What does it mean ? In the second case, waf is detecting GCC and G++ as the C and C++ compiler, that is the intended setup. In the first and rightful case, waf is detecting ccache as the compiler. Ccache is a compiler cache. It will put in cache previous compilation objects to reuse them !
On Debian-like systems, you can install ccache easily with
sudo apt install ccache. Then
You can use
ccache -s to get a summary of your cache usage. In my case :
cache directory /home/khancyr/.ccache primary config /home/khancyr/.ccache/ccache.conf secondary config (readonly) /etc/ccache.conf stats updated Thu Jul 22 18:14:12 2021 cache hit (direct) 424942 cache hit (preprocessed) 79330 cache miss 296550 cache hit rate 62.97 % called for link 34323 called for preprocessing 6250 compiler produced stdout 1 compiler produced empty output 2 compile failed 1336 preprocessor error 955 cache file missing 61 bad compiler arguments 177 unsupported source language 7 autoconf compile/link 2410 unsupported compiler option 6 unsupported code directive 1 no input file 1037 cleanups performed 567 files in cache 2708 cache size 49.5 MB max cache size 5.0 GB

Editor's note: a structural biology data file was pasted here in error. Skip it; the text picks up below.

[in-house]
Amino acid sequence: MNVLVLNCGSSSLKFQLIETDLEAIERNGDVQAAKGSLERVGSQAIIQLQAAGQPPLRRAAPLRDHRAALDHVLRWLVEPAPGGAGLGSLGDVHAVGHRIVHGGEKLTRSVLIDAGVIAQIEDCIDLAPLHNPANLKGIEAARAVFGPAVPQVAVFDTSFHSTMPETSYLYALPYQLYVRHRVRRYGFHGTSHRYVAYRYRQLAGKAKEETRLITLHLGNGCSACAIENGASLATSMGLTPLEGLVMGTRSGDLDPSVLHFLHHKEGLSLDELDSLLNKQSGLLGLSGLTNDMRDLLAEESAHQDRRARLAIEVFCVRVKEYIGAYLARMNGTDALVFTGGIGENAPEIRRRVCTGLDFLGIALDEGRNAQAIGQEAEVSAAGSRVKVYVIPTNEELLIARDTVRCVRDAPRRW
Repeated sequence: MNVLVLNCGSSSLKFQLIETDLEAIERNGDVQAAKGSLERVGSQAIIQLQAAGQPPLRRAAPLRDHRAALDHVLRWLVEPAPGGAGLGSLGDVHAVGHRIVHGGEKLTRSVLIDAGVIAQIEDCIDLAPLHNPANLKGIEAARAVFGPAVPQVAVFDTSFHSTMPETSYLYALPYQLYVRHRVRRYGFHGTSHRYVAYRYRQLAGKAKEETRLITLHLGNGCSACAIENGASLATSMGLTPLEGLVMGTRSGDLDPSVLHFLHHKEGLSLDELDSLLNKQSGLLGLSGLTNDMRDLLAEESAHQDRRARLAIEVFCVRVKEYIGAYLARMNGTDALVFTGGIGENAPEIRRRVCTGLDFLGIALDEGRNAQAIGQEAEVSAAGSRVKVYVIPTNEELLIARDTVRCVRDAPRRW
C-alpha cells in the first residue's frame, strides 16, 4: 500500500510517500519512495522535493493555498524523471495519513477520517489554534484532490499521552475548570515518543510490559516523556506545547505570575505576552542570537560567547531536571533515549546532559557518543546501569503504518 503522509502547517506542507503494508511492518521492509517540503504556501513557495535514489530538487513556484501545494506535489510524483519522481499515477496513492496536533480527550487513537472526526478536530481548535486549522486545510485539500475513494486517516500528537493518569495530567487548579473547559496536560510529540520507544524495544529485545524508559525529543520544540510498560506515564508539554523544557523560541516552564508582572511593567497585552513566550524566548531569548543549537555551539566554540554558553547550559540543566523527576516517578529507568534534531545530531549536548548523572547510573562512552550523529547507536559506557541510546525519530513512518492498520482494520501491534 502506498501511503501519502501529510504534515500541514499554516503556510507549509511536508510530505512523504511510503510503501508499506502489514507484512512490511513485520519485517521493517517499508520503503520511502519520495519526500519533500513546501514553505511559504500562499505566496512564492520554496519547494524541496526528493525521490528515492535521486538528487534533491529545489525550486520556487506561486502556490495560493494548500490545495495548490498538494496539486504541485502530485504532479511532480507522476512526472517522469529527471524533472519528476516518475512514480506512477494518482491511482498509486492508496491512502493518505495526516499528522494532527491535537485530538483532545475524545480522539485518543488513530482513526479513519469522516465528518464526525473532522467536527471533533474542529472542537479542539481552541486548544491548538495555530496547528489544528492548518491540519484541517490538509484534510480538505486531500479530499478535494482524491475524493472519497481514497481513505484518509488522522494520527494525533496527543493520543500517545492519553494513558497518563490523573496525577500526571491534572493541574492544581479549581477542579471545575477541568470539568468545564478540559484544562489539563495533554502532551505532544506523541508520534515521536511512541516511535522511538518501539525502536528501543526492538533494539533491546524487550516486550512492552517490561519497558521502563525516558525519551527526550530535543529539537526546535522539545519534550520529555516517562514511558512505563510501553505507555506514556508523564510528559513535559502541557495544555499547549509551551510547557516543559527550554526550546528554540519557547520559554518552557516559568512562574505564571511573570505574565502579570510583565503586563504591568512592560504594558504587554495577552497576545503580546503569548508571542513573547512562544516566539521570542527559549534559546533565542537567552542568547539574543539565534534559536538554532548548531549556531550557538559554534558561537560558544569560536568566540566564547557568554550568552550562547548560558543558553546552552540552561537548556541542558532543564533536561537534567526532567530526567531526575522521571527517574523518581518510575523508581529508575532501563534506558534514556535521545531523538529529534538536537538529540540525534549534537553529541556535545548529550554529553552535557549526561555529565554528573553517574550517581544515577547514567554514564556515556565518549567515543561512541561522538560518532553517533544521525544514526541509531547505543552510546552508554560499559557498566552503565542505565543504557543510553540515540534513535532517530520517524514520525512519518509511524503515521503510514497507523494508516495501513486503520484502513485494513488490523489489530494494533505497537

We can see that the lastest ccache usage reuses 62.97% of the cache instead of compiling, and that is pretty interesting to speed up your builds !
After a small change on ArduPilot file, using
waf but this time with ccache, I get a build time of 10s. Well, mostly everything is in cache, so I don’t have to recompile everything !
Sadly, that won’t work in all cases, and plenty of time it needs the full and long build.
Then, how to speed up compilation ?
This is where Balena boards can be useful ! Using Docker, we can have a reproducible environment and then use an utility called
distcc that allows us to distribute the compilation tasks across multiple computers ! So instead of using only the CPU of your computer, you will use the CPU on other computers that are on the distcc network. As this will rely on TCP/IP connection to distribute the tasks, it is better to have a good network and privilege a wired connection over WiFi.
That’s what I am going to use with 3 boards on Balena :
- 1 RPI 3
- 1 odroid C1+
- 1 odroid XU4
Those aren’t faster at compilation than my computer but they all got 4 CPUs so in total, I should be able to compile with 8 + 3*4 = 20 CPU !
Unfortunately, there is an important limitation, distcc needs the same compiler across the computers on the network to work. That means that my computer, and all boards should have the same version of GCC. In this project, I have simplified the build to be a build for ARM architecture that is the processor architecture of the boards I use. My computer is a X86_64 architecture. If the cross-compilation for ARM computers is easy, the compilation for X86_64 from ARM boards isn’t straightforward.